Gateway utility 202 may generally operate to intercept an attempted communication of user interface device 102 in embodiments where user interface device 102 is a contraband or unauthorized communication device, such as a cell phone. Gateway utility 202 may additionally route the attempted communication to a communications processing system associated with the controlled-environment facility 101. In another embodiment, the gateway utility 202 may handle processing of the attempted communication, using for example, communication processor 204.

In an embodiment, communication processor 204 is configured to determine whether the attempted communication is authorized, whether the attempted communication may be completed, and whether additional functions may be performed on the attempted communication. For example, communication processor 204 may determine whether the attempted communication is to be monitored, whether admonishments are to be presented to the user interface device 102, whether billing will apply to the attempted communication, whether further surveillance is required, etc. In general, the communication processor 204 may reference a set of predetermined policies or rules associated with intercepted communications. The policies or rules may reflect the preferences of the administration of the controlled-environment facility 101.

In an embodiment, communication processor 204 may determine whether the attempted communication may be completed or not. In response to the determination, the access controller 205 may either complete the communication or block the communication as instructed by the communication processor 204. For example, the communication processor 204 may determine that a call from an unauthorized user interface device 102, such as a cell phone, will be connected to a called party, but with covert monitoring. In such an embodiment, the access controller 205 may connect the call from the unauthorized cell phone to the called party. In another embodiment, the communication processor 204 may determine that all calls from an unauthorized cell phone are to be blocked, and the access controller 205 may block the call from the unauthorized cell phone to the called party. In such an embodiment, the access controller 205 may interact with the network interface 201 for connecting or blocking the attempted communication.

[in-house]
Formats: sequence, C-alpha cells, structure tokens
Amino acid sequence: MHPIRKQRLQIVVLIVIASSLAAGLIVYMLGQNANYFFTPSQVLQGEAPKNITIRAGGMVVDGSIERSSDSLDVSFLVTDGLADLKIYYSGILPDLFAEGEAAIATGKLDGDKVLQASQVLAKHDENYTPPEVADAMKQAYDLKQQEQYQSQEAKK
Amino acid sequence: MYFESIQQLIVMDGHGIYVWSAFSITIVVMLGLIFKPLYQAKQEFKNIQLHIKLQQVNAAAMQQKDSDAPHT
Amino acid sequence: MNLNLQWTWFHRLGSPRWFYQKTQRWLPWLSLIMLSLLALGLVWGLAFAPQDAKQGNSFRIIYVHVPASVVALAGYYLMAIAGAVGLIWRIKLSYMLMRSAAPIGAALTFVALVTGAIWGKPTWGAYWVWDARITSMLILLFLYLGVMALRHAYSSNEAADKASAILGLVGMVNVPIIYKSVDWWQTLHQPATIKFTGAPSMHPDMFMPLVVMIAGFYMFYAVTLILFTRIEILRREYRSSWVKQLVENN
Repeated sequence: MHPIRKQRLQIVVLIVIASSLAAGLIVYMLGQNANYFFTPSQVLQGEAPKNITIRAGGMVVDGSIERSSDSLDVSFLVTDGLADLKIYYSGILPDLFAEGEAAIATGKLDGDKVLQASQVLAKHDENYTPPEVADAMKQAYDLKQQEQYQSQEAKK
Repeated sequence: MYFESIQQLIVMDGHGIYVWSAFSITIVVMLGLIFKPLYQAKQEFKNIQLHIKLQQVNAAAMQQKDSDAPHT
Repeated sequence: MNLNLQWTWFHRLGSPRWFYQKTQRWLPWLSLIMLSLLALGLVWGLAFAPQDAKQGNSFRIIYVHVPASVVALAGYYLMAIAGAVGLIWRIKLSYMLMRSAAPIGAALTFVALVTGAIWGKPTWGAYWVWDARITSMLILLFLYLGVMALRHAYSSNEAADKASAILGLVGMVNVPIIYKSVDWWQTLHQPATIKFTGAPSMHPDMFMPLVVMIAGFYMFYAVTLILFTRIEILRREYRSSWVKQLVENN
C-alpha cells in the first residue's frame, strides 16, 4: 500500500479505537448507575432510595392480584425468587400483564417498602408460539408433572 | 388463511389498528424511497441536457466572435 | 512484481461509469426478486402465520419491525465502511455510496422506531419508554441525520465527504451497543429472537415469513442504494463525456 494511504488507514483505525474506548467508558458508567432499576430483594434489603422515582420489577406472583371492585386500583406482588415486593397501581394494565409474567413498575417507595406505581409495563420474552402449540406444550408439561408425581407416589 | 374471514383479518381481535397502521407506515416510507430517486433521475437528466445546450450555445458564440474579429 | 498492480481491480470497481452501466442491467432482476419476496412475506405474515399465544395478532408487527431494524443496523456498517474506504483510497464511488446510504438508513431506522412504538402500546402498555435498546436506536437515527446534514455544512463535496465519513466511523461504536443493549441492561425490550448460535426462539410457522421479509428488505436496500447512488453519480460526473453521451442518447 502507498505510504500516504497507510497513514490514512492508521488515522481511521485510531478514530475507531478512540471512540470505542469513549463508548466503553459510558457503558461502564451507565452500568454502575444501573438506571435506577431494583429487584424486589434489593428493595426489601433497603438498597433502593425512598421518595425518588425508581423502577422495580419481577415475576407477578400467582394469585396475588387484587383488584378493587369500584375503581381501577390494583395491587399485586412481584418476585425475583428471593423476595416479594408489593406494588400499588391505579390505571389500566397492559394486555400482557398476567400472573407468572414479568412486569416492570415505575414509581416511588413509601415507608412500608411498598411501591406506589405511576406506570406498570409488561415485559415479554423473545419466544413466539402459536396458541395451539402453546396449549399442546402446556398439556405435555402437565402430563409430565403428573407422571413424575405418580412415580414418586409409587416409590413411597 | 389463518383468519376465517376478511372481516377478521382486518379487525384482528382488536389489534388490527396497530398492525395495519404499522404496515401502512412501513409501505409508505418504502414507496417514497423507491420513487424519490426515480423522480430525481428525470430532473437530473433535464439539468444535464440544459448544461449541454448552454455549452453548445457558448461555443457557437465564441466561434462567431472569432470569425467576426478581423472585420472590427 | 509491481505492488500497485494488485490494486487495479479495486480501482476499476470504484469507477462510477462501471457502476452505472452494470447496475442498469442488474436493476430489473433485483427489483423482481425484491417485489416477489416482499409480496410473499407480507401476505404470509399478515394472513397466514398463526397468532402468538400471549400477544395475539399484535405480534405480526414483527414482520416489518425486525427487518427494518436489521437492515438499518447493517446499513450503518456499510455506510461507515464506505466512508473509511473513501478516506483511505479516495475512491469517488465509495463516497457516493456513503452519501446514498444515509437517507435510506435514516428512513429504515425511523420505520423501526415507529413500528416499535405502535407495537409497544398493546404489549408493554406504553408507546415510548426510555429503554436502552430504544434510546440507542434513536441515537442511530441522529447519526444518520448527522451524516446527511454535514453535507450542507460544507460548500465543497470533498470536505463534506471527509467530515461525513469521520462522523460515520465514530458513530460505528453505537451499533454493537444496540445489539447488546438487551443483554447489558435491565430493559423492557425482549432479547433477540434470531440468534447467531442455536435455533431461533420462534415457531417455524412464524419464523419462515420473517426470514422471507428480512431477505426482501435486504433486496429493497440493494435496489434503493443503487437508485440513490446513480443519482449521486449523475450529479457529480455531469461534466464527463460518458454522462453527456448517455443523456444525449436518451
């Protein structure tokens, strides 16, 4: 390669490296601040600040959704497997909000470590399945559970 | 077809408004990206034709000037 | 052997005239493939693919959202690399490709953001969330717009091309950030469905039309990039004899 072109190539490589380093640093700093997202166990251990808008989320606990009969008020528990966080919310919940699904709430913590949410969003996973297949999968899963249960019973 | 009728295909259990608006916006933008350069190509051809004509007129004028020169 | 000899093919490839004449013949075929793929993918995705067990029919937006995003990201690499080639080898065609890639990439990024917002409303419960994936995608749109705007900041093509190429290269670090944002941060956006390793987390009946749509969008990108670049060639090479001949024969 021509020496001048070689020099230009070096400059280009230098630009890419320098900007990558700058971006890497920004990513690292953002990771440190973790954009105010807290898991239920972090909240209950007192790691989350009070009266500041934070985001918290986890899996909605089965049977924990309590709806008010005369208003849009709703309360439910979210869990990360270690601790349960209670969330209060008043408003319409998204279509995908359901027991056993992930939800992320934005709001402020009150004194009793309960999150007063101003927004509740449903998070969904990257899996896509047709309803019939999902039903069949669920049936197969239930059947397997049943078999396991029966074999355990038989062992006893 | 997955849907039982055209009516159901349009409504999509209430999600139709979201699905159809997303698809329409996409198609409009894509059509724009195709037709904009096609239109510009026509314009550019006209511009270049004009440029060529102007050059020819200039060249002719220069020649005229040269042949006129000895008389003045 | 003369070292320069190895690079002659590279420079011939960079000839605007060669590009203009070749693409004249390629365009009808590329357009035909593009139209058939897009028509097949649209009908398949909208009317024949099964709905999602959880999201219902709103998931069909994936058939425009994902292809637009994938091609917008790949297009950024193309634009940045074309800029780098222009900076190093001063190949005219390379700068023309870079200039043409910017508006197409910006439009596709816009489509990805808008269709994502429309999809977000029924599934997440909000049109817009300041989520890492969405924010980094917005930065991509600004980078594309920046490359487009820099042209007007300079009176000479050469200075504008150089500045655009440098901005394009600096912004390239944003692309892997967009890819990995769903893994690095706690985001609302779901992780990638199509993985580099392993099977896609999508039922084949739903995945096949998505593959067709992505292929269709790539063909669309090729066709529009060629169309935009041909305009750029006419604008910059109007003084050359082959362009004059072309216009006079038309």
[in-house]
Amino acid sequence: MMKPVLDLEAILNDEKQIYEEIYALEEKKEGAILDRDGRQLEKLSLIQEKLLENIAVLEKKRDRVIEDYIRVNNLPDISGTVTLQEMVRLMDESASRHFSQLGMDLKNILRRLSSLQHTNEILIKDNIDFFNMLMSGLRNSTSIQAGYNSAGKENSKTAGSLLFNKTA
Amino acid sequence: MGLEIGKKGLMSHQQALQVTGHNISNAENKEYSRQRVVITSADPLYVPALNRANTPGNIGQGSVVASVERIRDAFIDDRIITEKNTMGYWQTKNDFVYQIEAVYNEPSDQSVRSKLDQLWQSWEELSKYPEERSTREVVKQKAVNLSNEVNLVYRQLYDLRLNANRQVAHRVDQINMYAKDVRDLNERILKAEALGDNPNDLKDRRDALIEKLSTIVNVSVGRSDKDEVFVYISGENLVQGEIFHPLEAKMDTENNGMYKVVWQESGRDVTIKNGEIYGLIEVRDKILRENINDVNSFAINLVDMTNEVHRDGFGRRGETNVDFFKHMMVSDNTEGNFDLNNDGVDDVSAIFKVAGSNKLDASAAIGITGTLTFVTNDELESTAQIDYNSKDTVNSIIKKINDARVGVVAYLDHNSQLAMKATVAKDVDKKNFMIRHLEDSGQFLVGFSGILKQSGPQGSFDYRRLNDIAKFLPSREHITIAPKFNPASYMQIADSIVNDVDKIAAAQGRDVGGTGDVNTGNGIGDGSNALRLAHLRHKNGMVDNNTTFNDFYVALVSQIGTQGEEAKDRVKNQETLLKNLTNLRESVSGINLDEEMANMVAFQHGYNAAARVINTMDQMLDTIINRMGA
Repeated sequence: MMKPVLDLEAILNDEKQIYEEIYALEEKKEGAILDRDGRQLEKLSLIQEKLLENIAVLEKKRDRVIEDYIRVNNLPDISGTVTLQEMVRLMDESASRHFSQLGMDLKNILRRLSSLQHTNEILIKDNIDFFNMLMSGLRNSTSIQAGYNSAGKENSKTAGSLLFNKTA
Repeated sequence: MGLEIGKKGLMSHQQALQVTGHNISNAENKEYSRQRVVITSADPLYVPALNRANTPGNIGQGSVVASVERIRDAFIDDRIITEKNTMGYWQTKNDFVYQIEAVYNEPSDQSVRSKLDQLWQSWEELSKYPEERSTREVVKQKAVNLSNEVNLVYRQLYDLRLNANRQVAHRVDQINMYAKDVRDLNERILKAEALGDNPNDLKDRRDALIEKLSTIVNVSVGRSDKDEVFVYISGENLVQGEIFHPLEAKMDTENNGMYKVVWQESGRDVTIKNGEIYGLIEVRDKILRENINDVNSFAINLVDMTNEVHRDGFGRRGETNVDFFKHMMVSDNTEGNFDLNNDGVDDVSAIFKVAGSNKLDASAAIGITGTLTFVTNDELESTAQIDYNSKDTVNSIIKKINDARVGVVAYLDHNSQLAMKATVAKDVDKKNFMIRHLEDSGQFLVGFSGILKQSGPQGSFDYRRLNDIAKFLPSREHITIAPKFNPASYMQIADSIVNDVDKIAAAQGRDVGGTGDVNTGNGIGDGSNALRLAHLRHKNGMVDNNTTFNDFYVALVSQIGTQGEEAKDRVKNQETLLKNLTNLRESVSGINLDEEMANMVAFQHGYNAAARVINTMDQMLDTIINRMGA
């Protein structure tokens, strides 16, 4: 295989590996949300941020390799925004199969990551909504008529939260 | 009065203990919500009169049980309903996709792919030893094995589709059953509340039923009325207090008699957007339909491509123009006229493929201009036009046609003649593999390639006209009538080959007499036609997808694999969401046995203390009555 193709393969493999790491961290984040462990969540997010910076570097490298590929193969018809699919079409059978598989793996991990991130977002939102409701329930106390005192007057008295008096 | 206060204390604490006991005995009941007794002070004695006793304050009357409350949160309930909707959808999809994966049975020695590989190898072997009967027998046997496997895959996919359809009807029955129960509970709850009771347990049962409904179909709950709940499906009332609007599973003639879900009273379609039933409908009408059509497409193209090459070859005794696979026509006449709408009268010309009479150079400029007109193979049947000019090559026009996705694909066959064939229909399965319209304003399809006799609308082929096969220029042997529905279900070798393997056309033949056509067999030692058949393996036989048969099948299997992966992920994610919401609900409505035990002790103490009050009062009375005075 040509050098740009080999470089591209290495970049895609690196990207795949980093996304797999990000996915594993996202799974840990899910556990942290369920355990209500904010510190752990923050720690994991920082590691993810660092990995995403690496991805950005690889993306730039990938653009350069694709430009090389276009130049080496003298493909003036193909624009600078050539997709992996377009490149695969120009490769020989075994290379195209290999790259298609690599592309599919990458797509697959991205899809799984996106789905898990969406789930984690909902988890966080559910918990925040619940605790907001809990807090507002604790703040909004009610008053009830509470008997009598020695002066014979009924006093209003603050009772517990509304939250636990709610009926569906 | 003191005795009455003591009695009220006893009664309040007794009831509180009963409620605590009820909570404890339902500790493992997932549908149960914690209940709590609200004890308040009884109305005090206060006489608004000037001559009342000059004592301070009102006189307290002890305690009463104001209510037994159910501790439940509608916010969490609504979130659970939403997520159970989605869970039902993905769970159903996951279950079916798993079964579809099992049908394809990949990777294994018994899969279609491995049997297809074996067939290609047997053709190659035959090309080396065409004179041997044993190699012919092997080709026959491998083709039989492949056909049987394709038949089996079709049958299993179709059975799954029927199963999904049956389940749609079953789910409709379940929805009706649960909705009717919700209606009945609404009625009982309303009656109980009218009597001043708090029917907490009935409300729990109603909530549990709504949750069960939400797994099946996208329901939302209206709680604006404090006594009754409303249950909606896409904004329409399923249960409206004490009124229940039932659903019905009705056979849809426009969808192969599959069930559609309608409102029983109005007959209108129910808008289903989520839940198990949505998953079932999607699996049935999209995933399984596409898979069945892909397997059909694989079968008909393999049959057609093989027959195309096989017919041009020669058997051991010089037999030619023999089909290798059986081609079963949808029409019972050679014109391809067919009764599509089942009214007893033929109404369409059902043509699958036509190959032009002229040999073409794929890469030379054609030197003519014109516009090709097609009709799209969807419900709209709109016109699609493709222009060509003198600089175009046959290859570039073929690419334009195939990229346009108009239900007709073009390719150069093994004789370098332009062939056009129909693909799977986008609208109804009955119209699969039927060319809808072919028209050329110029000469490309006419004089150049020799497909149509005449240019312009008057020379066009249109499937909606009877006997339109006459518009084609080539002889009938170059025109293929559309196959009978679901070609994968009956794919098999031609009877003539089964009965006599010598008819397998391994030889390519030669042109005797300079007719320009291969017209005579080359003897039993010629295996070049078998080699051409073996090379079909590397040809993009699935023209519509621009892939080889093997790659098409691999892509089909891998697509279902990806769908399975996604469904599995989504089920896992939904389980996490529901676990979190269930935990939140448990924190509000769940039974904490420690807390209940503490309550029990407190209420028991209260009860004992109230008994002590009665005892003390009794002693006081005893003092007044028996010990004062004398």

In one embodiment, the access controller 205 may record and/or monitor the attempted communication once it is connected or completed. Additionally, the access controller 205 may record and/or monitor any information collected from the attempted communication before it is completed. In still a further embodiment, the access controller 205 may forward the attempted communication, or a copy thereof, to a live agent or third-party monitoring or recording utility.

Additionally, the communication processor 204 may determine, based upon facility policies for example, that the admonition generator 203 must present admonishments to the user interface device 102. For example, the admonition generator 203 may play a recorded message containing various admonishments, including warnings that the attempted communication has been intercepted, that charges will apply to the attempted communication, that the attempted communication will be monitored and/or recorded, that the attempted communication was generated by a contraband or unauthorized user interface device 102, and/or that a surveillance utility will be installed on the user interface device 102. Of course, one of ordinary skill in the art will recognize that some or all of these admonishments may be omitted. Additionally, one of ordinary skill will recognize additional methods for presenting the admonishments, including displaying text on a screen of the user interface device, connecting the user interface device to a live agent for presenting the admonishments, etc. In still a further embodiment, the admonishments may be interactive, requiring responses from the user. Responses may include agreement to terms of use, provision of billing information, provision of identification information, etc.

In embodiments where charges will apply to the attempted communication, a billing manager 207 may collect billing information from a user of the user interface device 102 and arrange for collection of payment from the user in exchange for completing the attempted communication. In an embodiment, the billing manager 207 may receive billing information, including account information, credit card information, identification information, etc. and process the payment before the access controller 205 is authorized to complete the attempted communication.